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Vaccine. 2011 Nov 28;29(51):9467-72. doi: 10.1016/j.vaccine.2011.10.029. Epub 2011 Oct 20.

Risk of convulsions in children after monovalent H1N1 (2009) and trivalent influenza vaccines: a database study.

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  • 1Immunisation, Hepatitis and Blood Safety Department, Health Protection Agency, London, United Kingdom. julia.stowe@hpa.org.uk

Abstract

The monovalent H1N1 (2009) pandemic influenza vaccine used predominantly in the UK in 2009/10 was a split virion vaccine with a novel oil-in-water adjuvant (ASO3). While this was highly immunogenic it was also reactogenic especially for fever in children. There is a paucity of comparative data on reactogenicity of trivalent influenza vaccine (TIV). Using the General Practice Research Database (GPRD) we investigated whether there was an increased risk of convulsions in children vaccinated with monovalent H1N1 influenza vaccine in the 2009/10 season and also the risk after vaccination with the seasonal TIVs using the self-controlled case-series method. A total of 2366 children aged under 10 years with at least one convulsion recorded in the GPRD and who had received at least one influenza vaccine at anytime (2858 doses of TIV and 1895 doses of the monovalent H1N1 influenza vaccine) were identified between May 2000 and April 2010. Over this period these 2366 children had a total of 3846 convulsion episodes. There was no increase in the incidence rate ratio (IRR) in the week after vaccination for either the monovalent H1N1 influenza vaccine (IRR 0.99, 95% CI 0.61-1.60) or the first dose of TIV (IRR 0.89, 95% CI 0.53-1.52). A signal of an elevated risk in the first few days after the second dose of monovalent H1N1 influenza vaccine was seen with an IRR for days 1-3 post vaccination of 3.48 (95% CI 0.86-14.07). This is consistent with findings of increased fever in a clinical trial. These results neither provide evidence of an increased risk of convulsions following TIV over a 10-year surveillance period nor following a single dose of the ASO3 adjuvanted monovalent H1N1 vaccine in 2009/10.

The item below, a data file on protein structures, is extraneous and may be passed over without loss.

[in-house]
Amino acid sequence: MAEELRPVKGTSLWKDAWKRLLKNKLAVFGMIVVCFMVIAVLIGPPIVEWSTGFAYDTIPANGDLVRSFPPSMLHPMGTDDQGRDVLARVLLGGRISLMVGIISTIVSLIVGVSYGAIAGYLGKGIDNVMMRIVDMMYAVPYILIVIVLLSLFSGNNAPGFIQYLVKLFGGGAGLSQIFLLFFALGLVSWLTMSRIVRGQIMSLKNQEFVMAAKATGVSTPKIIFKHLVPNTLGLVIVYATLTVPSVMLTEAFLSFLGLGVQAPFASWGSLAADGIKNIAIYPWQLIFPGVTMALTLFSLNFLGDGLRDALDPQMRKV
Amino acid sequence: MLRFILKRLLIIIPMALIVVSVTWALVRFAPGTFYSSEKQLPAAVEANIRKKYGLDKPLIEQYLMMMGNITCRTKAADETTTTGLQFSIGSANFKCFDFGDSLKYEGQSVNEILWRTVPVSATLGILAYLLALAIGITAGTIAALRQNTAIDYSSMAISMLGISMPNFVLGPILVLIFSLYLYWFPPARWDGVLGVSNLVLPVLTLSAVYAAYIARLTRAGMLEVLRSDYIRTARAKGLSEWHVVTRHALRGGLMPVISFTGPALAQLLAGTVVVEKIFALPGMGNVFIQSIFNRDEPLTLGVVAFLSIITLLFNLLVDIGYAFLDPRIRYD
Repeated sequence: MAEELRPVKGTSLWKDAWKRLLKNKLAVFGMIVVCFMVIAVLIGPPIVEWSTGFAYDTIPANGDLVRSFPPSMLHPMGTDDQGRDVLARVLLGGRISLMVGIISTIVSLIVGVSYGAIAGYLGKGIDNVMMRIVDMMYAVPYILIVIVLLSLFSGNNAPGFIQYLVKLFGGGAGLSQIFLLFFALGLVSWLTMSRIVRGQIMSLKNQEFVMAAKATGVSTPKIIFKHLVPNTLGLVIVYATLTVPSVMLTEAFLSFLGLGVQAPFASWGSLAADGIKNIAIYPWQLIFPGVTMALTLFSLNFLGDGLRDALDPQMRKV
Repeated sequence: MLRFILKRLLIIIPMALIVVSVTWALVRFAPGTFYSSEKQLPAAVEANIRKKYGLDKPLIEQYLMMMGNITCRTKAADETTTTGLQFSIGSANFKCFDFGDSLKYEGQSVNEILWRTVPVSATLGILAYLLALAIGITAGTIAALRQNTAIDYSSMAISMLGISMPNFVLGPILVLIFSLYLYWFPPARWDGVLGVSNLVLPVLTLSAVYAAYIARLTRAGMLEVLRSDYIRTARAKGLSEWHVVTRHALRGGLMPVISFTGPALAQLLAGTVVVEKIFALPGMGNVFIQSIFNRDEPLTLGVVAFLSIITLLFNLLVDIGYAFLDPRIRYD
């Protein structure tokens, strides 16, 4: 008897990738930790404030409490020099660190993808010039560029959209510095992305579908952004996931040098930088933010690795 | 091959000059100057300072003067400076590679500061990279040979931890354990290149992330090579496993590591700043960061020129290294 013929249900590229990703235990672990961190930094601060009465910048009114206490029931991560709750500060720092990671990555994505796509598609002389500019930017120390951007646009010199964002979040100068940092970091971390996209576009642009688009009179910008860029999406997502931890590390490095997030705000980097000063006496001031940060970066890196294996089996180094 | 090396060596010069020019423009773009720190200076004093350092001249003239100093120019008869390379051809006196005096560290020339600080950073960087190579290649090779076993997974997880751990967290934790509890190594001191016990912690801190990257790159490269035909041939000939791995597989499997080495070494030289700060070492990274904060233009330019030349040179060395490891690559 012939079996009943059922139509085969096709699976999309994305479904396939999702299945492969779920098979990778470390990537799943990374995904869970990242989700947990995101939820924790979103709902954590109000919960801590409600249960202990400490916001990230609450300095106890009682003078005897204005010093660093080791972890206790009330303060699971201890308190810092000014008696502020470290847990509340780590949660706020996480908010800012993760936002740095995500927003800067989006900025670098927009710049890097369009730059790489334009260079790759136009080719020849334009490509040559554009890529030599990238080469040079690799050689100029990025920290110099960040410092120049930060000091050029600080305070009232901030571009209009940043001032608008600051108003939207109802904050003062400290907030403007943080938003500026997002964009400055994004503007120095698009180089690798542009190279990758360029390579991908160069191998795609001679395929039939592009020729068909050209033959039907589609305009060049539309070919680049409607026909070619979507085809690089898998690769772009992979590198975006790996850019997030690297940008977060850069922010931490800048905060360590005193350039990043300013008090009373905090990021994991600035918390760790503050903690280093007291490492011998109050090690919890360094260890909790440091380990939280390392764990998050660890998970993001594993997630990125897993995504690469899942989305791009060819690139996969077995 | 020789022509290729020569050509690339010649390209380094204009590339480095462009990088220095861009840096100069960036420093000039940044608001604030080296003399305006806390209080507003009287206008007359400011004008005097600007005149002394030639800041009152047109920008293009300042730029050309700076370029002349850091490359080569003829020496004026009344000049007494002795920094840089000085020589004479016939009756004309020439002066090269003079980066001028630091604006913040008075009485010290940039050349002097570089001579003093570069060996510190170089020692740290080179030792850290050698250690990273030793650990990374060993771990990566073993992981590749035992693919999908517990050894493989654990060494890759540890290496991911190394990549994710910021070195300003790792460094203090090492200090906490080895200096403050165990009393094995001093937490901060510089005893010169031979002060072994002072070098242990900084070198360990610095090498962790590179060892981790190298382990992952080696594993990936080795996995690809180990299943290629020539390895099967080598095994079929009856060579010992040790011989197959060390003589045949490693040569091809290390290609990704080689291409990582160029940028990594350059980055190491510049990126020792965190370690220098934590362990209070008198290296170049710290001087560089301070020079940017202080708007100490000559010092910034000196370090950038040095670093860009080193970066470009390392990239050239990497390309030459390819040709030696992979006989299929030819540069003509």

Copyright © 2011 Elsevier Ltd. All rights reserved.

PMID:
22019757
[PubMed - indexed for MEDLINE]
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